Lithium is a chemical …

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EPA Offices, Washington DC

EPA Updates FOIA Regs to Promote Transparency and Affordability of Information Concerning Environmental Justice Issues

On September 7, 2023, the U.S. Environmental Protection Agency announced that it was updating its Freedom of Information Act (FOIA) regulations through its Phase II FOIA final rule. This “modernization,” is part of EPA’s continued efforts to advance transparency – here, by improving the EPA’s FOIA program through a renewed focus on accountability, affordability, and better access to information for communities of color with environmental justice concerns. The final rule is a wider part of the Biden Administration’s general promise to prioritize consideration of communities …

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Sun, Global warming from the sun and burning, heatwave hot sun, climate change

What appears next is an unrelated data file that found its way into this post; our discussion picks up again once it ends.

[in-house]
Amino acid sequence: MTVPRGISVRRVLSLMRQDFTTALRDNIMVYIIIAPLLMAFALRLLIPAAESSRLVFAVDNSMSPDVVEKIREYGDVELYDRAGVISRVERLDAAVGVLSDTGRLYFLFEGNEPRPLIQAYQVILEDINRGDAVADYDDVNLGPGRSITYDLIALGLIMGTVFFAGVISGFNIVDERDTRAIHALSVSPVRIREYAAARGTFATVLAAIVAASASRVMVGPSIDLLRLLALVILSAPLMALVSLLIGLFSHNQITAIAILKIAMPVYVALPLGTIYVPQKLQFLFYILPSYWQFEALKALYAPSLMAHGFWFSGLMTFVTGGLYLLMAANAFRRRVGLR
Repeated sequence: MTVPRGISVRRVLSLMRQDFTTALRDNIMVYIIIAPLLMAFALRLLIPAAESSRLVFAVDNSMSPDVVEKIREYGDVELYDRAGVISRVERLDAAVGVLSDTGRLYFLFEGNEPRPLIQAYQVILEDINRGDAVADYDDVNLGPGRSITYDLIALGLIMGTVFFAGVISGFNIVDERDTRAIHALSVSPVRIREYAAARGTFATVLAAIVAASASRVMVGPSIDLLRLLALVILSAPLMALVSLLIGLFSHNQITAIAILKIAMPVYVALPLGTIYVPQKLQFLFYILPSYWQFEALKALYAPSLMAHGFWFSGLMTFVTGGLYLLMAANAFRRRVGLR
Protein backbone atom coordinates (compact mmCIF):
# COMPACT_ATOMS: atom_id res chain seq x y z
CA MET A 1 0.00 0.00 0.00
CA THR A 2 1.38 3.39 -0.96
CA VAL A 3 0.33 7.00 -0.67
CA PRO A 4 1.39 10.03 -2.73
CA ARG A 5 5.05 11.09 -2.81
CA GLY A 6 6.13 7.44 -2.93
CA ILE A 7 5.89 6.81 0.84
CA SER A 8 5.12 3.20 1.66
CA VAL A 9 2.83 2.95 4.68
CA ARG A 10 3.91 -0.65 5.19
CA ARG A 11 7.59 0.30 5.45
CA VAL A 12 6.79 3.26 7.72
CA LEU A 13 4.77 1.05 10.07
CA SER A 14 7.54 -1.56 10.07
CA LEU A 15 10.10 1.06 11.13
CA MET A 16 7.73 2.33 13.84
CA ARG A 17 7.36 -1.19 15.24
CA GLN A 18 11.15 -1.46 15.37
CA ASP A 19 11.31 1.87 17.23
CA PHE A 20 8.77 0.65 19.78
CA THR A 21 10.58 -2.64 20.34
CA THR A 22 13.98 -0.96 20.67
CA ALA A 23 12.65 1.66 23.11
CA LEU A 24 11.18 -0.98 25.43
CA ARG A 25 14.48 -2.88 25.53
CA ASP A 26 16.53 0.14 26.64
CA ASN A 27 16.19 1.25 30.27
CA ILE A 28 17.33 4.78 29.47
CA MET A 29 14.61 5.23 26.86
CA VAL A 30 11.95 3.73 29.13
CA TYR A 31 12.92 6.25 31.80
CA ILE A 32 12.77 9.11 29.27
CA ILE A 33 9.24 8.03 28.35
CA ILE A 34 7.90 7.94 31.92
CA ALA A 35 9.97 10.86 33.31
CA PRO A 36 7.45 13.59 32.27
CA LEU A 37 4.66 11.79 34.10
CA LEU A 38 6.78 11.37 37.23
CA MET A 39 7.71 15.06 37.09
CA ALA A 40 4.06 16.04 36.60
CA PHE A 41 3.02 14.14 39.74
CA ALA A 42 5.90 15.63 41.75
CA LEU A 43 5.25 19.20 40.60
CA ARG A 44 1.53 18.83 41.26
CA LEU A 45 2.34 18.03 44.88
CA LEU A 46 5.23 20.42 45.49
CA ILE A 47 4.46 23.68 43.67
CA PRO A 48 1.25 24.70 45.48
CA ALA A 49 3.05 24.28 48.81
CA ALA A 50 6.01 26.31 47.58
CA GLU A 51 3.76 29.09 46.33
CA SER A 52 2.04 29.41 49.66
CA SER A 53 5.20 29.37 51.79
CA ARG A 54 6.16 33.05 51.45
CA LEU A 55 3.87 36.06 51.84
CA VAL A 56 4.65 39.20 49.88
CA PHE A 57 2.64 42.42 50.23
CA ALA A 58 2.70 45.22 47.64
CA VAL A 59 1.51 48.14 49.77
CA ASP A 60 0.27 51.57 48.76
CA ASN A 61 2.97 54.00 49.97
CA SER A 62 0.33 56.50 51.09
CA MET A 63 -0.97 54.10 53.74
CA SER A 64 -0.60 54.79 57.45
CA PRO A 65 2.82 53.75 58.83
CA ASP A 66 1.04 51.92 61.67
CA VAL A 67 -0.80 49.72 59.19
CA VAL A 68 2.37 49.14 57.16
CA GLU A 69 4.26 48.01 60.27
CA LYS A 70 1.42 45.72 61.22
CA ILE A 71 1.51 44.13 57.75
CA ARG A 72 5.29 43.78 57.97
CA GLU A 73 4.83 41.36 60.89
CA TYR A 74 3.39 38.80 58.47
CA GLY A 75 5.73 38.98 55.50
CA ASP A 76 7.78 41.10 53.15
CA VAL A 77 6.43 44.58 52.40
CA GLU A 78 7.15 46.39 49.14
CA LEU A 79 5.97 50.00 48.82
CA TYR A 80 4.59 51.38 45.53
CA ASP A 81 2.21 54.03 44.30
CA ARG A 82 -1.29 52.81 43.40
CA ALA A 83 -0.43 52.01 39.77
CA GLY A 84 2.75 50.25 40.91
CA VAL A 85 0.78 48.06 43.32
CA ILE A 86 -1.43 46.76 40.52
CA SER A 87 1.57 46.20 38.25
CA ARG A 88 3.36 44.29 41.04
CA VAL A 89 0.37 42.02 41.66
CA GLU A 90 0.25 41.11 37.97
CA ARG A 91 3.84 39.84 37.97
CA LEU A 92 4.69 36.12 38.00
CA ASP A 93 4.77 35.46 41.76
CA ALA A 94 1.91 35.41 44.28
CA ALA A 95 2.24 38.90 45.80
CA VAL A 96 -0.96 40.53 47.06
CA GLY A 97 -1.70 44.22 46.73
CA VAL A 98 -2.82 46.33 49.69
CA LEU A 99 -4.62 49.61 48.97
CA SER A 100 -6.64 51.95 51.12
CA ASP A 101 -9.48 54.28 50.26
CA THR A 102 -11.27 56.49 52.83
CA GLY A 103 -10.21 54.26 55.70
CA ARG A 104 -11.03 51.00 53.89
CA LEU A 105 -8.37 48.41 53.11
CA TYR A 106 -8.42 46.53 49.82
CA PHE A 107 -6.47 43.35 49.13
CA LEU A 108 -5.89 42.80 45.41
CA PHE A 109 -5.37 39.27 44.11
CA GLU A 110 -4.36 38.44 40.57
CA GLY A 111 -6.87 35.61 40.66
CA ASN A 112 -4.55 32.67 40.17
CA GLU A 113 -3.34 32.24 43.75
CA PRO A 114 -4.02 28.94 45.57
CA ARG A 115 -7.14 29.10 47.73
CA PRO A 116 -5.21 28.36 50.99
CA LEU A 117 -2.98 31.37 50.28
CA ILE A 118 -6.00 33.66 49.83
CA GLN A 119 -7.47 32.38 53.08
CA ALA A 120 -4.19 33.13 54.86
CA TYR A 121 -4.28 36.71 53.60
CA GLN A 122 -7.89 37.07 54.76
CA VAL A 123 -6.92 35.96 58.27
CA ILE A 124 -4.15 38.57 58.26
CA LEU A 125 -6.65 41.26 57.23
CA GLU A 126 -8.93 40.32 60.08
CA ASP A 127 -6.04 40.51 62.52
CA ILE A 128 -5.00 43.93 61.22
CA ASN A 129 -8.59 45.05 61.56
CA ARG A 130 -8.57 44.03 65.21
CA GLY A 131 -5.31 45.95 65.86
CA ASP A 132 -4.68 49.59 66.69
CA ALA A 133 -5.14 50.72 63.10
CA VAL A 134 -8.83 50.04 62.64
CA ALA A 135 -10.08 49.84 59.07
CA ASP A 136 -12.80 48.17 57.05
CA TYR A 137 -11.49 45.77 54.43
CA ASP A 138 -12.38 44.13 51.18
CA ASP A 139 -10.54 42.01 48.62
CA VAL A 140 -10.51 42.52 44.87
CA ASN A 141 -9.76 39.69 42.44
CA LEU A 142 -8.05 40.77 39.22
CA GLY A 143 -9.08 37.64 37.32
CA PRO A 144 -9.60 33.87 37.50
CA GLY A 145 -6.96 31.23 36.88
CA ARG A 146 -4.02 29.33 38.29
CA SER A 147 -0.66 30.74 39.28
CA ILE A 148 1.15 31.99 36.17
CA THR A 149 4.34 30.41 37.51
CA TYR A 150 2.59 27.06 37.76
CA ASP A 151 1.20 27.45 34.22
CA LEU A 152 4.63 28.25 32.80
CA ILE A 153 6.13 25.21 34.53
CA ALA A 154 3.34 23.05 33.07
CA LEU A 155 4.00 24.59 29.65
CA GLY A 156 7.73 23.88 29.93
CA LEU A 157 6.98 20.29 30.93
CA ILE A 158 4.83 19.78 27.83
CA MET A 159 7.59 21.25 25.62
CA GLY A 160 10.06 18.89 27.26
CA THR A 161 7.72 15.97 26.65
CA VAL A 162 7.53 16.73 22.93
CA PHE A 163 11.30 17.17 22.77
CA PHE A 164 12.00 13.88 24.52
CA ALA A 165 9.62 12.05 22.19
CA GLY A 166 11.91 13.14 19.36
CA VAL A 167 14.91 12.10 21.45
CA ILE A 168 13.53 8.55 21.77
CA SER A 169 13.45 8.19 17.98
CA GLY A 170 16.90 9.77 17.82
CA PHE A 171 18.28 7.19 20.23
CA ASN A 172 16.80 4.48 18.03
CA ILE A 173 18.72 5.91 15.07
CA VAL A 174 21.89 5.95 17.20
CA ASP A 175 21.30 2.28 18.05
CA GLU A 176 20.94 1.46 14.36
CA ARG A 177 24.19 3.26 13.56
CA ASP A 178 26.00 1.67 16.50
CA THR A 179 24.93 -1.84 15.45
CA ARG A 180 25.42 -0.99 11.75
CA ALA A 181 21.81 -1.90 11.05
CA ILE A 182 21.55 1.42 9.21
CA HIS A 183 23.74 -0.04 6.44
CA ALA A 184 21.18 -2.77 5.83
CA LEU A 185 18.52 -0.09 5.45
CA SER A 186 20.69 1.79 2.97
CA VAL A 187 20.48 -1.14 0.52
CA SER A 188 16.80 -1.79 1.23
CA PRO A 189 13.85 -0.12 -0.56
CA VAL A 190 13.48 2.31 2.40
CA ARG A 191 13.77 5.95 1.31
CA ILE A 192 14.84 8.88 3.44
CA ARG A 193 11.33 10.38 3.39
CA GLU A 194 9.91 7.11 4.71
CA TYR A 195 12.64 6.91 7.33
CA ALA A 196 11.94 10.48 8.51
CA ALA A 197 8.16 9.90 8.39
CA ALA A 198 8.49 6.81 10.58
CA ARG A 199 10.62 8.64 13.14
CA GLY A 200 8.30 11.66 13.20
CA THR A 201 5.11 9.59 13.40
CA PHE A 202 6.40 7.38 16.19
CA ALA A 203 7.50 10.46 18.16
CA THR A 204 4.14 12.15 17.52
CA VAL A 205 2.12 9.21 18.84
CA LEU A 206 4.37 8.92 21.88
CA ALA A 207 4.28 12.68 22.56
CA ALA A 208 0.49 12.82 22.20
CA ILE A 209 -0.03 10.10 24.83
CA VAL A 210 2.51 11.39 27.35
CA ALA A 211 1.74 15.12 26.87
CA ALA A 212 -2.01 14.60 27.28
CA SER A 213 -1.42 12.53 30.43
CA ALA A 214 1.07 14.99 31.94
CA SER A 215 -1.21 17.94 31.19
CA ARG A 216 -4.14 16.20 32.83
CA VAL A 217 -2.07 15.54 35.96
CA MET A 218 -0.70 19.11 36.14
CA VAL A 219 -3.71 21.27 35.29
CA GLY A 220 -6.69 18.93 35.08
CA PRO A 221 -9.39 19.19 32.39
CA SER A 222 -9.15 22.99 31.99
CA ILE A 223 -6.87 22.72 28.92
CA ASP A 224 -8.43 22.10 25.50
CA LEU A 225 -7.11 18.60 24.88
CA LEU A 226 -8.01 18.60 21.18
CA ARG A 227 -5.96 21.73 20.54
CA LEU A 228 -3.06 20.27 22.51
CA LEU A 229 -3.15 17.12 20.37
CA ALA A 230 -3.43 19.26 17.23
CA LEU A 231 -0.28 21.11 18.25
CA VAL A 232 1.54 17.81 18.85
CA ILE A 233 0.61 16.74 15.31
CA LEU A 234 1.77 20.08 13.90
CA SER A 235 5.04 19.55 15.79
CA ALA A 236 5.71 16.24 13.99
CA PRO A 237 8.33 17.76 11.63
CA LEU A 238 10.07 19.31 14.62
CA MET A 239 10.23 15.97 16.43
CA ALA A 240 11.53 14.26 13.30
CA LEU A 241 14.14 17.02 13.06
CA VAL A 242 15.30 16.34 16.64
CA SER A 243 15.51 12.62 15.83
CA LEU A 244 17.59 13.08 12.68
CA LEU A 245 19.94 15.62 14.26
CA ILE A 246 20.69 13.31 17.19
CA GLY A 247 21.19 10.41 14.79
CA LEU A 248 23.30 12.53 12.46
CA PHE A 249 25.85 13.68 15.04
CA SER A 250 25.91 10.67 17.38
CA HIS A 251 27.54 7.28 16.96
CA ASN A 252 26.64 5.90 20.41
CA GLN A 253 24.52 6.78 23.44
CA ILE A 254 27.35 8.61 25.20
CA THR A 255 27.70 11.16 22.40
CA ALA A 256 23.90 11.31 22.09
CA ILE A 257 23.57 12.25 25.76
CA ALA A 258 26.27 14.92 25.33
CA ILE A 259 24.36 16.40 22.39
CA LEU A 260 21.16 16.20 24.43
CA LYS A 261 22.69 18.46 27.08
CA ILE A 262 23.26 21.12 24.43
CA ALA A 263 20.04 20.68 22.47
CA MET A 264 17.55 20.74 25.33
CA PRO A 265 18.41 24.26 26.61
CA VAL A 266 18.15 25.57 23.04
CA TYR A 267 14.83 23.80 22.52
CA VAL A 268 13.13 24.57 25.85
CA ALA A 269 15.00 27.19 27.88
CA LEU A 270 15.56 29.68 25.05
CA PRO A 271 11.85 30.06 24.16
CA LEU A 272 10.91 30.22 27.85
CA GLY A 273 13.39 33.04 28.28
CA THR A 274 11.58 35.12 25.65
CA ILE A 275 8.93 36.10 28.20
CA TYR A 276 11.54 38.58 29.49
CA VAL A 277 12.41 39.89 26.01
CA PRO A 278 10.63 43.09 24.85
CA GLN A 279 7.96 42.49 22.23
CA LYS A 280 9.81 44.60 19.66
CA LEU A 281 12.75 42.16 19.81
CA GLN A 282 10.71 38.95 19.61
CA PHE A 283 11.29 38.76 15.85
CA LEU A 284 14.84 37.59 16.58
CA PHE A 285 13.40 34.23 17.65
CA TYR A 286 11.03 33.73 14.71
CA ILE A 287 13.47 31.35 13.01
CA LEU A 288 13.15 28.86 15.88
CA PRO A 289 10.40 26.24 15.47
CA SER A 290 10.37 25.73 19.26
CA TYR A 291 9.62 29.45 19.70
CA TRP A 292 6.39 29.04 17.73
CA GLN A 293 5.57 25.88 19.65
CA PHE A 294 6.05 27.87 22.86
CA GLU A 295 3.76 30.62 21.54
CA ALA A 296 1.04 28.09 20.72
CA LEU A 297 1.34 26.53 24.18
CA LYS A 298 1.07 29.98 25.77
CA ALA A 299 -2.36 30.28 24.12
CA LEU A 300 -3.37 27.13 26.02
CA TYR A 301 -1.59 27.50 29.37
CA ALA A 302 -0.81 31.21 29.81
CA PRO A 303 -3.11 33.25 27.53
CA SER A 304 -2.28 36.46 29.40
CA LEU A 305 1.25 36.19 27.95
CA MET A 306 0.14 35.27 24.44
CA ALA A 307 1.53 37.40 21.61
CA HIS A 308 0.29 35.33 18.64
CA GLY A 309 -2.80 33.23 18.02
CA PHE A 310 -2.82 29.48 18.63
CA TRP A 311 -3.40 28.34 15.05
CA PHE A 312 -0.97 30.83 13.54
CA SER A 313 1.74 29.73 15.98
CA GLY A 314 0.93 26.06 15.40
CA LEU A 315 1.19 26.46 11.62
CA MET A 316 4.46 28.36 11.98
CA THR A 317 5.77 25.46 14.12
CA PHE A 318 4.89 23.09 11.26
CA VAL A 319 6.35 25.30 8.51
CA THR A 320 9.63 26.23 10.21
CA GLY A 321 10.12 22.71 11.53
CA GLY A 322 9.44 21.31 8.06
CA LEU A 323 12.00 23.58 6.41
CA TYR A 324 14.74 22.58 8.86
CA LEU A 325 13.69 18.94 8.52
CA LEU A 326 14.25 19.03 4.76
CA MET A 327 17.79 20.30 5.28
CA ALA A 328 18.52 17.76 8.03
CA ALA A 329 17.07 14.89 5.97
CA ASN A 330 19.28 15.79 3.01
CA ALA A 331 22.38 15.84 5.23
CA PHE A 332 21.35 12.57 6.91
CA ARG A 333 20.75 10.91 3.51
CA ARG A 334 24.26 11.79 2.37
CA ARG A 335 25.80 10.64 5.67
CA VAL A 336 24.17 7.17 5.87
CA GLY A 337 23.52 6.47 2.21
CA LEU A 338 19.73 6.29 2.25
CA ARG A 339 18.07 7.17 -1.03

Oregon’s Multnomah County Sues Fossil Fuel Companies Seeking $50M for Purported “Heat Dome” Heatwaves

Oregon’s most populous county, and home to Portland, sued more than a dozen oil, gas, and coal companies for over $50 million in damages related to a 2021 “heat dome” the county alleges was caused by the defendants’ contributions to climate change.

Multnomah County, which filed the civil suit in June, is also seeking no less than $1.5 billion from the defendants to pay for potential damage from future extreme heat events, and another $50 billion to study, plan, and protect people and Oregon’s infrastructure …

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EPA Redefines ‘Waters of the United States’ to Conform with Supreme Court Decision